The month of March is designated as Women’s History Month. This is a time to honor the contributions that women have made to our shared history and for the betterment of society. In March we also recognize International Women’s Day, a global day of recognition for the achievements of women. Without question there are many North Dakota women that we have recognized for the work they do to in this state which contributes to the well-being of all its citizens. We would like to acknowledge and share our gratitude for one particular woman who is currently making history, and that person is Ruth Anna Buffalo.
Rep. Ruth Anna Buffalo, Fargo, is the first Indigenous woman to take seat as a Democrat in the North Dakota Legislature. Buffalo’s election to the state legislature is an honor and achievement that she won with hard work and citizen support.
As soon as Buffalo was sworn into office, she rolled up her sleeves and got to work. Prior to her election, she devoted herself to education, raising her family, and active engagement in many civic, cultural and local activities. The Fargo community was wise in their decision to send her to the Capitol, as she has a vision for her homelands, and is actively seeking to bring it to fruition in her work in Bismarck.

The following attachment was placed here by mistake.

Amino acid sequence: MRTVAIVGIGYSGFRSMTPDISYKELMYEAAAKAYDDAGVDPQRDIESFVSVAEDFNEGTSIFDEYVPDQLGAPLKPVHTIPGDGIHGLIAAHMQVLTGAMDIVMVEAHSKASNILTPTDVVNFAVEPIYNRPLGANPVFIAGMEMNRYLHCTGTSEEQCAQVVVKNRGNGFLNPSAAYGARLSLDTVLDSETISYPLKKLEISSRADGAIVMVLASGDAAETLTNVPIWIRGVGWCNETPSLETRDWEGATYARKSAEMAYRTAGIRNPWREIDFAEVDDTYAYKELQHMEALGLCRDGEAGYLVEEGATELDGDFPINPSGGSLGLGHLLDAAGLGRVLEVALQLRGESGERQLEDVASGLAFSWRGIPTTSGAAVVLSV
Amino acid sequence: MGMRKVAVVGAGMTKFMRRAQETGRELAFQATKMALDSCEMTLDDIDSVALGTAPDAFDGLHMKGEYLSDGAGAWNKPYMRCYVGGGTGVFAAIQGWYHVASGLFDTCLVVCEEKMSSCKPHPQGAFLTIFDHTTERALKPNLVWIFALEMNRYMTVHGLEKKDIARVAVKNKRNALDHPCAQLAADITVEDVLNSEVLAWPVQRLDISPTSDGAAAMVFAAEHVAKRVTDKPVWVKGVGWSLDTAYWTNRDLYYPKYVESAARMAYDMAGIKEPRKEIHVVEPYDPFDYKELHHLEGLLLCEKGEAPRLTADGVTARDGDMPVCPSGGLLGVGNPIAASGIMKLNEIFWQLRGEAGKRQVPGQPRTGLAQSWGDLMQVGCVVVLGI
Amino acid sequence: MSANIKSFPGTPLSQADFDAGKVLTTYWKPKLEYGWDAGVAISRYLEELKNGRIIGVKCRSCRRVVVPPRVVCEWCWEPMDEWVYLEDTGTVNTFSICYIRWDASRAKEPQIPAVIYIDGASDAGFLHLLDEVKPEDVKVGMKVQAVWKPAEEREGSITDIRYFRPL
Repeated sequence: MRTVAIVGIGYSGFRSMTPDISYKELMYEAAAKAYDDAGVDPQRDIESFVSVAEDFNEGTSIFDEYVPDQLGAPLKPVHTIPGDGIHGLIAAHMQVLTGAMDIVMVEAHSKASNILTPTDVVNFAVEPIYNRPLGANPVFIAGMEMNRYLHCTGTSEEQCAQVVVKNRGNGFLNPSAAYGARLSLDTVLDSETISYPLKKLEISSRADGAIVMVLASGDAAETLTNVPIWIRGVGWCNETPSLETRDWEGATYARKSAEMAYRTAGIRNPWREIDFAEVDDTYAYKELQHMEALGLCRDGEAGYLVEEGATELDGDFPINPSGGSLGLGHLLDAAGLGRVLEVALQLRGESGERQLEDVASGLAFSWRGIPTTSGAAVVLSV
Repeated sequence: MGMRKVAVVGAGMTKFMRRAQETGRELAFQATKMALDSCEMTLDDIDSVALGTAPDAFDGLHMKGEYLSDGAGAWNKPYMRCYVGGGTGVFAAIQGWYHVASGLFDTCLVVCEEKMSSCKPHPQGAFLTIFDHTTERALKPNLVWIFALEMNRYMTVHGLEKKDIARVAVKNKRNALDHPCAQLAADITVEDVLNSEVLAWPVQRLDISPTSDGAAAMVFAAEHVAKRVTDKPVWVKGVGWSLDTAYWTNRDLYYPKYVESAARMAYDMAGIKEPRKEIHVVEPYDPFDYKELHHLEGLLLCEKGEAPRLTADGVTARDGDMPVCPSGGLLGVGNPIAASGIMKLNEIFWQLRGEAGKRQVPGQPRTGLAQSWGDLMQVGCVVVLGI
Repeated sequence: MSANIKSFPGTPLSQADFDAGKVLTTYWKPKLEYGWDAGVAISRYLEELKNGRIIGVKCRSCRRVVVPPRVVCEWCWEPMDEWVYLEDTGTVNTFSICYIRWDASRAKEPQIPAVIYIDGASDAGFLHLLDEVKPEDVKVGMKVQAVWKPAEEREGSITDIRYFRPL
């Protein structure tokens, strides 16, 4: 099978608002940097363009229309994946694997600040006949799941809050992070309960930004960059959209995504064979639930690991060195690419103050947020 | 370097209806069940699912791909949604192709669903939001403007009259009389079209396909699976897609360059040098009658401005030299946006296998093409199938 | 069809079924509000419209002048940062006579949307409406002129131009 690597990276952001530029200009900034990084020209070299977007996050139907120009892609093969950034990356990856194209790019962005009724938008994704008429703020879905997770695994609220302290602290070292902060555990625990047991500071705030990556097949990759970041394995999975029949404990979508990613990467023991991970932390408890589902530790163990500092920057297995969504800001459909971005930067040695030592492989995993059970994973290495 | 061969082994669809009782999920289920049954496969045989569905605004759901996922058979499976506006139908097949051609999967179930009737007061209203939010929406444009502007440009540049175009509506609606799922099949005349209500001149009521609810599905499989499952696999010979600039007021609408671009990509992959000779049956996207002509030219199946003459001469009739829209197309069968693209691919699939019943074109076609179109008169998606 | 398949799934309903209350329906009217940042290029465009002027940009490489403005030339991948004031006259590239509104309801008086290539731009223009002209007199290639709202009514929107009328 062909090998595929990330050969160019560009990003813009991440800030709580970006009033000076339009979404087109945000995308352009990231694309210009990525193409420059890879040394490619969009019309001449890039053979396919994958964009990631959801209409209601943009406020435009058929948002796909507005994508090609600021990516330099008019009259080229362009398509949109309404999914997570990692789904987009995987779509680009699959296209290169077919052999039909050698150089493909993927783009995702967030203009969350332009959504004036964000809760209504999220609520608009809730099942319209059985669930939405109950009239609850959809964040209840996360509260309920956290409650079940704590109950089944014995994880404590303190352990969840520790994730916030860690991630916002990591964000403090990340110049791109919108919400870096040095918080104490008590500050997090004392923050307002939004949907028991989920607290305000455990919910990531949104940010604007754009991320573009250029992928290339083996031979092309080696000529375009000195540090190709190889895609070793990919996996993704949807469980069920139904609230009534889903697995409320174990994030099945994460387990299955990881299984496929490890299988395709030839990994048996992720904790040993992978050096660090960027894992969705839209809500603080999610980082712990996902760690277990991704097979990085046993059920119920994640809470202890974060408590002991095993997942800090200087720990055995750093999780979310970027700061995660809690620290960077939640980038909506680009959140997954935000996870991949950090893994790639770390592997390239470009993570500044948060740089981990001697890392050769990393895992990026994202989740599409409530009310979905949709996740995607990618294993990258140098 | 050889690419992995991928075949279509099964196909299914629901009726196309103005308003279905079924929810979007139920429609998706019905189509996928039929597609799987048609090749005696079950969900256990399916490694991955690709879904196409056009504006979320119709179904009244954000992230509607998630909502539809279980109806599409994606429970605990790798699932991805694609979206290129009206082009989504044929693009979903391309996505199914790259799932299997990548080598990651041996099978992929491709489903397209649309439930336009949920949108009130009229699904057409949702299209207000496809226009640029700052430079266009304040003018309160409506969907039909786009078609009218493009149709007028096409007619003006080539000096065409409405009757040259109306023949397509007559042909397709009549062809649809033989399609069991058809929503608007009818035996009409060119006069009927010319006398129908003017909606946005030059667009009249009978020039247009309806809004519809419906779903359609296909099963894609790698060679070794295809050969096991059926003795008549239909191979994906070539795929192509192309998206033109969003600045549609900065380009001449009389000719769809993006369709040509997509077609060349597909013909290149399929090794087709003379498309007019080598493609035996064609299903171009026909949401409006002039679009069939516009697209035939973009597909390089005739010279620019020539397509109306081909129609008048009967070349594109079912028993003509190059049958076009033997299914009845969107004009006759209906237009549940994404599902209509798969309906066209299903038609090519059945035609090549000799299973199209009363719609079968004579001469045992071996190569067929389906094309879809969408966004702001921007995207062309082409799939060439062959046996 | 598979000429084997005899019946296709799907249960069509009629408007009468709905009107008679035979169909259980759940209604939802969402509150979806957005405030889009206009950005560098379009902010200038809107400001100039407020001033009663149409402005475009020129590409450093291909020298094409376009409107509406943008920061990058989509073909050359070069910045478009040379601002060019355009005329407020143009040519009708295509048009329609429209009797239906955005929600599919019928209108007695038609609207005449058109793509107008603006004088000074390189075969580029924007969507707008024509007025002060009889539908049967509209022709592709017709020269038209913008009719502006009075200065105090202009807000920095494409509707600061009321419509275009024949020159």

North Dakotans overall benefit from her presence in the Legislature, as she has already written, sponsored and co-sponsored several bills to protect the citizens of our state, including the Missing and Murdered Indigenous People bill. None of the work that Buffalo has been involved in is secret, so we must expect journalists and those working in the media to do their due diligence in reporting the work. Buffalo’s list of accomplishments is long, and her leadership is not only inspirational, it is historic. Buffalo has traveled throughout our state and worked In Washington, D.C., to make positive changes for the whole of society.
We are lucky to be living in a time where we see women of color increasingly taking on leadership roles at an exponential rate. We are most certainly lucky to have women like Buffalo to inspire us to do better in our everyday lives; it would be our hope that her grace, courage and fortitude would inspire others to be as thoughtful, discerning and compassionate. It is unfortunate when we see that this is not always the case; regardless, the work remains, and we support Buffalo in remaining focused on what must be accomplished.
As Women’s History Month comes to a close, we implore you to challenge yourself by getting to know leaders in your own communities, in our state and worldwide. It is important that even as we offer criticism to leaders, that we inform ourselves before making quick assumptions. It is incumbent upon us, in our increasingly diverse communities, to learn about our neighbors as we, too, are influencing our peers and future generations. Let us uplift women in leadership like Ruth Buffalo, the many women who have come before her, and the many women who are inspired by her efforts now during Women’s History Month and every day after.
Miigwech, pilamaya, maacagirac, thank you.